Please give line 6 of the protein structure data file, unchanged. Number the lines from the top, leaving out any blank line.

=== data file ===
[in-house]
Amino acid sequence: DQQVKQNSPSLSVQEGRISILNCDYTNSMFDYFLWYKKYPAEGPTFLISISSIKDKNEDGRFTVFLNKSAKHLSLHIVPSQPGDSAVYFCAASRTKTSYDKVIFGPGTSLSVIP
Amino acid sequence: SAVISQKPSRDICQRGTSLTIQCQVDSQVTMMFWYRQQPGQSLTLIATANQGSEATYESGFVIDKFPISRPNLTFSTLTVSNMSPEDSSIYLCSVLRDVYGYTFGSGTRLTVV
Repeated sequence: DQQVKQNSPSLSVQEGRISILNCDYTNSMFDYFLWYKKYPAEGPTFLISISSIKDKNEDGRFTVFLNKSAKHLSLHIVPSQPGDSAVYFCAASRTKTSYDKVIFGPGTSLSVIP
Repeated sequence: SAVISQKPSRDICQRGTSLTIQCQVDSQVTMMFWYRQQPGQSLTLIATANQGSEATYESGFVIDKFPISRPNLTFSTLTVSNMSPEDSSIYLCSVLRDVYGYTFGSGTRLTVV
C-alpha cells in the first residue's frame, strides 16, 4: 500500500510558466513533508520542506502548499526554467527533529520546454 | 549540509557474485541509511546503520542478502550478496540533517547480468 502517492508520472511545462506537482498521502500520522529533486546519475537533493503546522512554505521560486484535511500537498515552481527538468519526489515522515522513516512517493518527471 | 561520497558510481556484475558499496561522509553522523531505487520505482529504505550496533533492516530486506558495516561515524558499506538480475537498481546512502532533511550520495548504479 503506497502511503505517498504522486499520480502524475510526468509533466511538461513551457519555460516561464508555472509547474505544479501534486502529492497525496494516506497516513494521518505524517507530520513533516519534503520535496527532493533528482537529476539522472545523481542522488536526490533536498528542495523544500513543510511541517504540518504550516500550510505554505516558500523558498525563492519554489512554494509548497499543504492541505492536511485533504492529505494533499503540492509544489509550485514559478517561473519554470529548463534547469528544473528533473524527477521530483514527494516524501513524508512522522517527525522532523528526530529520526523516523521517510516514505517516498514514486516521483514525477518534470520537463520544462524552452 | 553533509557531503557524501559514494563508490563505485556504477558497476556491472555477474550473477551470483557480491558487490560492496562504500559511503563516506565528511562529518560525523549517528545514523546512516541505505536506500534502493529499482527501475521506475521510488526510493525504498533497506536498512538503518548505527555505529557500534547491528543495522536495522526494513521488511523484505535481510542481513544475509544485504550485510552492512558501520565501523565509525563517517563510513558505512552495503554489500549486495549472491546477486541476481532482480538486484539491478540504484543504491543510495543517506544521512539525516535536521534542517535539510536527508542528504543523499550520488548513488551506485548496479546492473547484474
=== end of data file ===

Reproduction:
C-alpha cells in the first residue's frame, strides 16, 4: 500500500510558466513533508520542506502548499526554467527533529520546454 | 549540509557474485541509511546503520542478502550478496540533517547480468 502517492508520472511545462506537482498521502500520522529533486546519475537533493503546522512554505521560486484535511500537498515552481527538468519526489515522515522513516512517493518527471 | 561520497558510481556484475558499496561522509553522523531505487520505482529504505550496533533492516530486506558495516561515524558499506538480475537498481546512502532533511550520495548504479 503506497502511503505517498504522486499520480502524475510526468509533466511538461513551457519555460516561464508555472509547474505544479501534486502529492497525496494516506497516513494521518505524517507530520513533516519534503520535496527532493533528482537529476539522472545523481542522488536526490533536498528542495523544500513543510511541517504540518504550516500550510505554505516558500523558498525563492519554489512554494509548497499543504492541505492536511485533504492529505494533499503540492509544489509550485514559478517561473519554470529548463534547469528544473528533473524527477521530483514527494516524501513524508512522522517527525522532523528526530529520526523516523521517510516514505517516498514514486516521483514525477518534470520537463520544462524552452 | 553533509557531503557524501559514494563508490563505485556504477558497476556491472555477474550473477551470483557480491558487490560492496562504500559511503563516506565528511562529518560525523549517528545514523546512516541505505536506500534502493529499482527501475521506475521510488526510493525504498533497506536498512538503518548505527555505529557500534547491528543495522536495522526494513521488511523484505535481510542481513544475509544485504550485510552492512558501520565501523565509525563517517563510513558505512552495503554489500549486495549472491546477486541476481532482480538486484539491478540504484543504491543510495543517506544521512539525516535536521534542517535539510536527508542528504543523499550520488548513488551506485548496479546492473547484474